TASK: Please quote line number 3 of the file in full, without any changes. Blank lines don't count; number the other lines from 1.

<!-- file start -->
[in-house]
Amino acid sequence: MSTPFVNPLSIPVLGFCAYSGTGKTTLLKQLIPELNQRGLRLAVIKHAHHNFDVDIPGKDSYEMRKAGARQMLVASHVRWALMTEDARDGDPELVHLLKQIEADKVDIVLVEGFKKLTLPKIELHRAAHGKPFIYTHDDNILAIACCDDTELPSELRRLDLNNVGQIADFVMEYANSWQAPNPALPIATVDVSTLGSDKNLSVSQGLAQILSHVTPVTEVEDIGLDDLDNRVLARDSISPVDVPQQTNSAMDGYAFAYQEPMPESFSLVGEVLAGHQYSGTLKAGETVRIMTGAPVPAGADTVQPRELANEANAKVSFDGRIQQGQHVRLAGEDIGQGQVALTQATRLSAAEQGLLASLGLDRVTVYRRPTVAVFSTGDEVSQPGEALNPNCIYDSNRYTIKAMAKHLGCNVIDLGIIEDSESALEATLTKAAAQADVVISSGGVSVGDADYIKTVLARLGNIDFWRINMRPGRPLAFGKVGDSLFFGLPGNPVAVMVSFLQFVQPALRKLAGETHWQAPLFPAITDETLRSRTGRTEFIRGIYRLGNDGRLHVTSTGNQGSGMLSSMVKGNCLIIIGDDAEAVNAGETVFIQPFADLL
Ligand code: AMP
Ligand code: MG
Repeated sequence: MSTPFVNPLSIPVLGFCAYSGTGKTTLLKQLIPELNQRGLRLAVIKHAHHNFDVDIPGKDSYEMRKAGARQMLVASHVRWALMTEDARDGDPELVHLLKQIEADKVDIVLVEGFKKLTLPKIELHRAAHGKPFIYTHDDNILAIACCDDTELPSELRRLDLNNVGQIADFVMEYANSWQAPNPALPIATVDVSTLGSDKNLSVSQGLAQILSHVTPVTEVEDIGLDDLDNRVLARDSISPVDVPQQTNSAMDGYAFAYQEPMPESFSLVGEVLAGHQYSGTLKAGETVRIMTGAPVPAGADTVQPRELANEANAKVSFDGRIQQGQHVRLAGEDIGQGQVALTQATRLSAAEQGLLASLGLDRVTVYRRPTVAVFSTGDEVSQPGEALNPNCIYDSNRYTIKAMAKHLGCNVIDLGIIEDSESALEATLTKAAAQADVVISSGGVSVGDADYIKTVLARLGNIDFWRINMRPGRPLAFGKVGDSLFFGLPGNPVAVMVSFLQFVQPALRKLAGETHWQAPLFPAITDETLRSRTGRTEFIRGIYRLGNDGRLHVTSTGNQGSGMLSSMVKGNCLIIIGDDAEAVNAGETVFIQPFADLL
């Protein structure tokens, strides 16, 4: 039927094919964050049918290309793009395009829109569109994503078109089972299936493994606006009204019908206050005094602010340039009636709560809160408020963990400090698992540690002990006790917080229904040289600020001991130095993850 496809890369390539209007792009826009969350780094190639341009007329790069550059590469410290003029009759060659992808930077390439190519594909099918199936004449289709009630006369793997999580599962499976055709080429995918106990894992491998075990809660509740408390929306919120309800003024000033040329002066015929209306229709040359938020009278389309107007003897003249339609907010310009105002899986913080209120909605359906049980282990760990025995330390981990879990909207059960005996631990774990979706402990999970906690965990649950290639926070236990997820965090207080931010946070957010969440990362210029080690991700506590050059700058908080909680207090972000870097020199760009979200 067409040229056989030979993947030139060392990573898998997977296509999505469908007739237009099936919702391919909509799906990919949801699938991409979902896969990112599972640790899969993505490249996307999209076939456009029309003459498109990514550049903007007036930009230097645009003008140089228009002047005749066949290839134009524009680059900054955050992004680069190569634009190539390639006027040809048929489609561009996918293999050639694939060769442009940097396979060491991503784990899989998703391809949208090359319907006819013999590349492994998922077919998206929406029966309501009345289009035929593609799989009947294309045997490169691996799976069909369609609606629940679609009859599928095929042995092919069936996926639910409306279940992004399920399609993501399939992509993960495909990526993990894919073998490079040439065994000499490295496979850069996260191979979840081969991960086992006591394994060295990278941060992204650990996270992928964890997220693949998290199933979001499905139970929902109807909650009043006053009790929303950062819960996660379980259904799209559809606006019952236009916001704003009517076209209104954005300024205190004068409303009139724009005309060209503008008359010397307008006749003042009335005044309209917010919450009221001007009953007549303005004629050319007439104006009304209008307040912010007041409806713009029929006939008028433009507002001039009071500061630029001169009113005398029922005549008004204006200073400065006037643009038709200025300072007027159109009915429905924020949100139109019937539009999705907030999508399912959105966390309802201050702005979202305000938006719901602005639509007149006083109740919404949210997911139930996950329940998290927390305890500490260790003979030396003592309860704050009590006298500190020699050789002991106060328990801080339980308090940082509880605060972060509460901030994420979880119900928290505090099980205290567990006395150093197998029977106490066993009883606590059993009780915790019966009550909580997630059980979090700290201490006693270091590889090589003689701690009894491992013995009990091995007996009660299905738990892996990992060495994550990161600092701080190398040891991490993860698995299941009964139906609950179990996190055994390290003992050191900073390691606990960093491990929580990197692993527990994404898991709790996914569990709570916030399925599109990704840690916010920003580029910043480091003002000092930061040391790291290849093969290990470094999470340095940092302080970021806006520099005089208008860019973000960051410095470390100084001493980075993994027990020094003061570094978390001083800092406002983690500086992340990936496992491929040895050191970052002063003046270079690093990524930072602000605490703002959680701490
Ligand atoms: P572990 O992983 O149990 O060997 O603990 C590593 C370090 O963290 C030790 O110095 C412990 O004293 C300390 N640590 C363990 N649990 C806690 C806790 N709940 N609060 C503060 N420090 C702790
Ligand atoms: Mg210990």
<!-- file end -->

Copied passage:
Ligand code: AMP